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Ballad Of A Bun, A

Owen Seaman 1861 – 1936

'I am sister to the mountains now,
And sister to the sun and moon.'
'Heed not belletrist jargon.'

From Whitsuntide to Whitsuntide,
That is to say, all through the year,
Her patient pen was occupied
With songs and tales of pleasant cheer.
But still her talent went to waste
Like flotsam on an open sea;
She never hit the public taste,
Or knew the knack of Bellettrie.
Across the sounding City's fogs
There hurtled round her weary head
The thunder of the rolling logs;
"The Critics' Carnival!" she said.
Immortal prigs took heaven by storm,
Prigs scattered largesses of praise;
The work of both was rather warm;
"This is," she said, "the thing that pays!"
Sharp envy turned her wine to blood,
I mean it turned her blood to wine;
And this resolve came like a flood,
"The cake of knowledge must be mine!
"I am in Eve's predicament,
I sha'n't be happy till I've sinned;
Away!" She lightly rose, and sent
Her scruples sailing down the wind.
She did not tear her open breast,
Nor leave behind a track of gore,
But carried flannel next her chest,
And wore the boots she always wore.
Across the sounding City's din
She wandered, looking indiscreet,
And ultimately landed in
The neighbourhood of Regent Street.
She ran against a resolute
Policeman standing like a wall;
She kissed his feet and asked the route
To where they held the Carnival.
Her strange behaviour caused remark;
They said, "Her reason has been lost;"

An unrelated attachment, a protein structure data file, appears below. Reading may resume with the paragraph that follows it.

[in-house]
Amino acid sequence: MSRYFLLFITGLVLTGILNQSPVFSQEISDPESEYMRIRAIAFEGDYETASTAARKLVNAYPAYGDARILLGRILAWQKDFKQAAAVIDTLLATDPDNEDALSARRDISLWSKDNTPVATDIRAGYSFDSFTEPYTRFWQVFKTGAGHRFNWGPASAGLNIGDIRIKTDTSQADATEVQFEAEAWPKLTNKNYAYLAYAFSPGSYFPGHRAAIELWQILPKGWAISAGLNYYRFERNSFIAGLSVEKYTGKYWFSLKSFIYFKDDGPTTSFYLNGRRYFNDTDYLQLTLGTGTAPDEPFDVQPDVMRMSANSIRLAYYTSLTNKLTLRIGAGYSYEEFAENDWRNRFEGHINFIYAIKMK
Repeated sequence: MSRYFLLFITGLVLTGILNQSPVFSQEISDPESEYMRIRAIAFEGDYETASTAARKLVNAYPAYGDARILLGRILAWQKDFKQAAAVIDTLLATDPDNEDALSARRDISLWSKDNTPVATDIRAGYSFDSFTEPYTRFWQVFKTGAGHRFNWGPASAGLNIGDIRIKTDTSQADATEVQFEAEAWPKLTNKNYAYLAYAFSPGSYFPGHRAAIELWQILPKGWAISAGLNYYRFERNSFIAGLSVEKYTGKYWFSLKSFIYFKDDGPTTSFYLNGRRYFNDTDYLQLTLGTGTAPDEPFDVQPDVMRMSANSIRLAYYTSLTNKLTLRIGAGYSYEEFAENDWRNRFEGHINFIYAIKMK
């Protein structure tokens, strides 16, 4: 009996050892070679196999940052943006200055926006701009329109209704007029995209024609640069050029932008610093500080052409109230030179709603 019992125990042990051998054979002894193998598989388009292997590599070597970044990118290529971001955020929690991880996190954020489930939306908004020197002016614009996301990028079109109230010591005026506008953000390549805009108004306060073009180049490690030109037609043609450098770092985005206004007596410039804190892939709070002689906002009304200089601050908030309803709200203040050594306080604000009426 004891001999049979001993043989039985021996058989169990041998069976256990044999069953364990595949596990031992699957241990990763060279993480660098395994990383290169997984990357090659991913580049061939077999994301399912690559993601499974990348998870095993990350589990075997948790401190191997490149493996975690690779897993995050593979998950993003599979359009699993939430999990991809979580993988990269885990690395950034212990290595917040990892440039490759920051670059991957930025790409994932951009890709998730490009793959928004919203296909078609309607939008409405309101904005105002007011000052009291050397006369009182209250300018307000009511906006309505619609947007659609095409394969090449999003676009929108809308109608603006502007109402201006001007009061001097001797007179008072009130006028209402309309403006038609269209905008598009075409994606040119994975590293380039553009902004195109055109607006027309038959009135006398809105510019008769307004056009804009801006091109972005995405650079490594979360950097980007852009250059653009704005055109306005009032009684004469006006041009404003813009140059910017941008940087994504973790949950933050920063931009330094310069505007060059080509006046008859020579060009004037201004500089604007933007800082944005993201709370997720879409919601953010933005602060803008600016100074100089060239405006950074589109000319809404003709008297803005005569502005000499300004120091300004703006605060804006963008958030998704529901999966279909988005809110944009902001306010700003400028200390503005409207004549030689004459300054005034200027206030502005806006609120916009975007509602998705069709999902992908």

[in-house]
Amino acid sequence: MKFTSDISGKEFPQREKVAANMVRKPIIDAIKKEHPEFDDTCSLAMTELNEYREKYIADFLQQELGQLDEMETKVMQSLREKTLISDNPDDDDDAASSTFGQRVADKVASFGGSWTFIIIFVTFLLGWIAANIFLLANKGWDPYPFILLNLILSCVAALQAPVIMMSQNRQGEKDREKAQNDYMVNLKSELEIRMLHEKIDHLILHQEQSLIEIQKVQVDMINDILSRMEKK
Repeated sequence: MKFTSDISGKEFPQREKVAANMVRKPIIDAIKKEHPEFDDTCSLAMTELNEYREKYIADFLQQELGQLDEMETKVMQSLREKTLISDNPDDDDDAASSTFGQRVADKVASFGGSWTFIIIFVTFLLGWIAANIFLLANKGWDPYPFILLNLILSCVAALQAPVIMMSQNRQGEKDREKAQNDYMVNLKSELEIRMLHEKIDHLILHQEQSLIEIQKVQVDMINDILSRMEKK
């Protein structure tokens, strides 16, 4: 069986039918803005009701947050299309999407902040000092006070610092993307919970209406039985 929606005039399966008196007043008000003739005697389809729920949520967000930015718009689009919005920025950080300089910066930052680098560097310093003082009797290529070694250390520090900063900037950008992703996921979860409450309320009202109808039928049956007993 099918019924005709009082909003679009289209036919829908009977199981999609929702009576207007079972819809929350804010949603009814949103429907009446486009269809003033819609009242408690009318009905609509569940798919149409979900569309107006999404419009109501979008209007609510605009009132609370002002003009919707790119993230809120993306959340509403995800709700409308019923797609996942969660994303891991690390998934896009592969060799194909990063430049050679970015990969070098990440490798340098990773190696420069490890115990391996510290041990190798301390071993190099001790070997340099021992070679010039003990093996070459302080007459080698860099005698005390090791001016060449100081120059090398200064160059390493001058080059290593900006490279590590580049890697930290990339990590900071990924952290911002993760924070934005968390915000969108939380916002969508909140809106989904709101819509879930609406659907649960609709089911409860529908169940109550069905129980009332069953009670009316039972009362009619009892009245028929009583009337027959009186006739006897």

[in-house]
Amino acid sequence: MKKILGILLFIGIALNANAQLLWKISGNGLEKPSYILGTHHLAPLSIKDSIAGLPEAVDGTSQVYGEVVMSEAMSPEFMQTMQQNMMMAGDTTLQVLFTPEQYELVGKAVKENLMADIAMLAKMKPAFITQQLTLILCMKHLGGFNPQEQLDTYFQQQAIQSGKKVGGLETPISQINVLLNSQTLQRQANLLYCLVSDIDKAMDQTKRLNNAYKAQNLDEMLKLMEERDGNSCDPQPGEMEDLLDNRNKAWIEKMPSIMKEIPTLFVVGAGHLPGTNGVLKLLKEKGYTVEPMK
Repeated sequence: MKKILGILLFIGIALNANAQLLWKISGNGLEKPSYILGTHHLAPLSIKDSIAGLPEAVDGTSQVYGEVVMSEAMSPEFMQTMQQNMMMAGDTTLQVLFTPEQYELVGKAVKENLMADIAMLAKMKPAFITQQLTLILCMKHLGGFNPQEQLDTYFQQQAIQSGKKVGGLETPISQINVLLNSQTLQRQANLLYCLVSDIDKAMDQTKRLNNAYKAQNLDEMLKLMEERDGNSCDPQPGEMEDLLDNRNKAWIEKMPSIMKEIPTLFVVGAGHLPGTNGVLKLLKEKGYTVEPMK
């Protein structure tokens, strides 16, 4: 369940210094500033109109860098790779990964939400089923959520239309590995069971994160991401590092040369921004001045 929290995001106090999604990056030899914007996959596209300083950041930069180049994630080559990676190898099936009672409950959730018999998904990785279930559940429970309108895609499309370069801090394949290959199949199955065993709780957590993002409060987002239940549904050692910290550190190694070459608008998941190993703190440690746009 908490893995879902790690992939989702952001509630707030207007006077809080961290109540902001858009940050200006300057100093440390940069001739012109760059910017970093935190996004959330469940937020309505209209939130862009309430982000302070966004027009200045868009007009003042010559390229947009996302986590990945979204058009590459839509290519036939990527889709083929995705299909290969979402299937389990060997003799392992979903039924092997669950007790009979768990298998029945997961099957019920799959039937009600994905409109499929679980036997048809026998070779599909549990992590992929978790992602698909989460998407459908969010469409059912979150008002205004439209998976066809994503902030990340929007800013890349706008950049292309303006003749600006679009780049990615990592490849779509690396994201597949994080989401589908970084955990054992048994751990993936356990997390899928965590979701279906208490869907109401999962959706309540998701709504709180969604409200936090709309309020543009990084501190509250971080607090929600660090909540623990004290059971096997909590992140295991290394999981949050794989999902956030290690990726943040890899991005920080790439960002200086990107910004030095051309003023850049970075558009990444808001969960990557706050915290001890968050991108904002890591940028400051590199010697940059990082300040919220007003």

Beside her eyes the gas was dark,
But that was owing to the frost.
A Decadent was dribbling by;
"Lady," he said, "you seem undone;
You need a panacea; try
This sample of the Bodley bun.
"It is fulfilled of precious spice,
Whereof I give the recipe;,
Take common dripping, stew in vice,
And serve with vertu; taste and see!
"And lo! I brand you on the brow
As kin to Nature's lowest germ;
You are sister to the microbe now,
And second-cousin to the worm."
He gave her of his golden store,
Such hunger hovered in her look;
She took the bun, and asked for more,
And went away and wrote a book.
To put the matter shortly, she
Became the topic of the town;
In all the lists of Bellettrie
Her name was regularly down.
"We recognise," the critics wrote,
"Maupassant's verve and Heine's wit;"
Some even made a verbal note
Of Shakespeare being out of it.
The seasons went and came again;
At length the languid Public cried:
"It is a sorry sort of Lane
That hardly ever turns aside.
"We want a little change of air;
On that," they said, "we must insist;
We cannot any longer bear
The seedy sex-impressionist."
Across the sounding City's din
This rumour smote her on the ear:
"The publishers are going in
For songs and tales of pleasant cheer!"
"Alack!" she said, "I lost the art,
And left my womanhood foredone,
When first I trafficked in the mart
All for a mess of Bodley bun.
"I cannot cut my kin at will,
Or jilt the protoplastic germ;
I am sister to the microbe still,
And second-cousin to the worm!"
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Submitted on August 03, 2020

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Owen Seaman

Sir Owen Seaman, 1st Baronet was a British writer, journalist and poet. He is best known as editor of Punch, from 1906 to 1932. more…

All Owen Seaman poems | Owen Seaman Books

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